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Diyanet-linked boarding school teacher gets 119 years in prison for sexually abusing 8 children

A local court has sentenced an instructor at a boarding school affiliated with Turkey’s Directorate of Religious Affairs (Diyanet) in Erzurum to 119 and a half years in prison for sexually abusing eight students, Deutsche Welle Turkish service reported on Tuesday.

The Erzurum 4th High Criminal Court convicted Hakan Aslankafa, a teacher at the Hacı Bahattin Evgi Quran School in Palandöken, on charges that include “child molestation” and “deprivation of liberty” for sexually abusing eight children under the age of 12 between May and October 2021.

Among those who attended what was the first hearing of the trial were families of the abused children and representatives from the Union of Turkish Bar Associations (TBB) and the bar associations of Erzurum, Ardahan, İzmir, Ankara and İstanbul.

The lawyer representing the children was Müjde Tozbey Erden, president of the Children and Women First Association, DW said, adding that the court rejected a request by a lawyer for the Diyanet to be involved in the trial on the grounds that the directorate was not harmed by the crime.

According to DW, Aslankafa admitted that he sexually abused the children, saying he also used violence against them and threatened to kill them if they told their families about the abuse.

Speaking to reporters after the hearing, the mother of one of the abused children criticized Professor Ali Erbaş, head of the directorate, holding him responsible for the crimes committed against the children.

“Ali Erbaş, this is something that will befit your honor. Bravo, I applaud you. Is it your institution or your dignity that was hurt [here]? May God ruin you along with your institution. You are the one who actually causes damage to religion,” she said.

The mother was referring to a complaint previously filed by the Diyanet with Turkey’s broadcasting watchdog, the Radio and Television Supreme Council (RTÜK), about the language used in reports on the sexual abuse of the children in Erzurum, which said that it was “disturbing” and that the directorate was “hurt” by it.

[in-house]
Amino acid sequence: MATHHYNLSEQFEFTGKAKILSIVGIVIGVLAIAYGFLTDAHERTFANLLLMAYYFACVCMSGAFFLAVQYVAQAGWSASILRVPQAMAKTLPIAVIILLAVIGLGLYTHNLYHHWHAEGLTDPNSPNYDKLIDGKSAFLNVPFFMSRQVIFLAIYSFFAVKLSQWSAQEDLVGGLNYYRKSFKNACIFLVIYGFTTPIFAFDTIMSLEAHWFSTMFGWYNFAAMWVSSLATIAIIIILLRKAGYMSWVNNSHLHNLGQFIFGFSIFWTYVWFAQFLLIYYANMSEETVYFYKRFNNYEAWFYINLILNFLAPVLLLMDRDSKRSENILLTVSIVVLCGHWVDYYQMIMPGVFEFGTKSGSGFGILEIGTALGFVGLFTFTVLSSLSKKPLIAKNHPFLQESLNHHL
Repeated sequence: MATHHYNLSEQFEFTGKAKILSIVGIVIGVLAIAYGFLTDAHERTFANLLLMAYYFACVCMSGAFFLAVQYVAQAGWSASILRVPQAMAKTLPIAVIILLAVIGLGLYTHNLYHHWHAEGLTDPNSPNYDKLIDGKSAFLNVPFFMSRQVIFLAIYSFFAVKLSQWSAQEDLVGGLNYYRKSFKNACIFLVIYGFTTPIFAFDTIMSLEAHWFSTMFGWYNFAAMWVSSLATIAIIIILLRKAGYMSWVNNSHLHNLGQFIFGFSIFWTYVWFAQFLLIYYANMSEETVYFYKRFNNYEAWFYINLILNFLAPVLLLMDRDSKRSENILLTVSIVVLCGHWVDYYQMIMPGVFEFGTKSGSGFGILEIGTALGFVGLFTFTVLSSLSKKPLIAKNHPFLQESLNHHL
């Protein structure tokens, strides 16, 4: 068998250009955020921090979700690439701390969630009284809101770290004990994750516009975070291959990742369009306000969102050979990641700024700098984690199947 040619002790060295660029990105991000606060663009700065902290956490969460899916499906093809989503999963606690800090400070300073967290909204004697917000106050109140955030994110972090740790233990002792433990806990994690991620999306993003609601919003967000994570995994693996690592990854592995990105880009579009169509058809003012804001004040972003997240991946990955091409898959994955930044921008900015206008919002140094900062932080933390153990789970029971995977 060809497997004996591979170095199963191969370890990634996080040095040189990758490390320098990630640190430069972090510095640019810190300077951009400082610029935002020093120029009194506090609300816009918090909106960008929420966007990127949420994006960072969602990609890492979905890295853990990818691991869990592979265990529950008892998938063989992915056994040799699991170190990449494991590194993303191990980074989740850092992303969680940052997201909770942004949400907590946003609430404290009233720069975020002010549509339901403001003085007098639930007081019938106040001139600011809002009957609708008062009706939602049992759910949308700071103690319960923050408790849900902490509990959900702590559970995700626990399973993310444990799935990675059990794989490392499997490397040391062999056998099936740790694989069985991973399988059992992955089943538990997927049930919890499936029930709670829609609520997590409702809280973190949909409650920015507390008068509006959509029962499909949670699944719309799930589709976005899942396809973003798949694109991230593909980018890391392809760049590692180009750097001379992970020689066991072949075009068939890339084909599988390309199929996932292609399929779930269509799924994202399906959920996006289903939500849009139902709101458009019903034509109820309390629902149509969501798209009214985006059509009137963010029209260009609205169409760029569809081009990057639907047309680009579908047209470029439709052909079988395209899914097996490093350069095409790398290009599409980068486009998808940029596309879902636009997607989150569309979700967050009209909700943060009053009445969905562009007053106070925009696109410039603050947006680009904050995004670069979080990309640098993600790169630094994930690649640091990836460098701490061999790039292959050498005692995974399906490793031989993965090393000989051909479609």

Several of the victims’ mothers also spoke to journalist İsmail Saymaz from Halk TV, claiming Erbaş and the Diyanet for what happened to their children.

“Erbaş should be ashamed of himself. … I get sick to my stomach every time I hear the name of the Diyanet. I’ve made a request to my husband that someone not affiliated with the Diyanet should officiate at my funeral,” a mother identified by the initial T. told Saymaz.

“We sent [our children] there trusting [the school to be safe] because of its affiliation with the Diyanet. Maybe we, as families, are [also] to blame, we accept that. But the Diyanet’s lawyer saying ‘You defame us’ hurt us. They told us to withdraw the case,” another mother identified by the initial Z. said.

Turkey ratified the Council of Europe Convention on the Protection of Children against Sexual Exploitation and Sexual Abuse, also known as the Lanzarote Convention, in 2011. According to the convention Turkey is not only responsible for prosecuting child abusers but also for preventing child abuse.

Despite the convention, children are the victims of 46 percent of all sexual assault cases in Turkey. Moreover, Turkey ranks third in sexual abuse cases worldwide. According to Ministry of Justice data, sexual misconduct against children increased 29 percent between 2012 and 2019.

An amendment to the Code on Criminal Procedure which stipulates that instead of taking victim testimony, tangible evidence will be required in child abuse cases was approved by the Turkish Parliament in July 2021 with the votes of the ruling Justice and Development Party (AKP) and its ally the Nationalist Movement Party (MHP).

Legal experts have criticized the amendment, saying it will make it more difficult for child abusers to be prosecuted because witness testimony or other forms of tangible evidence such as DNA samples will be necessary for a conviction and it would be exceedingly difficult to collect tangible evidence in abuse cases.

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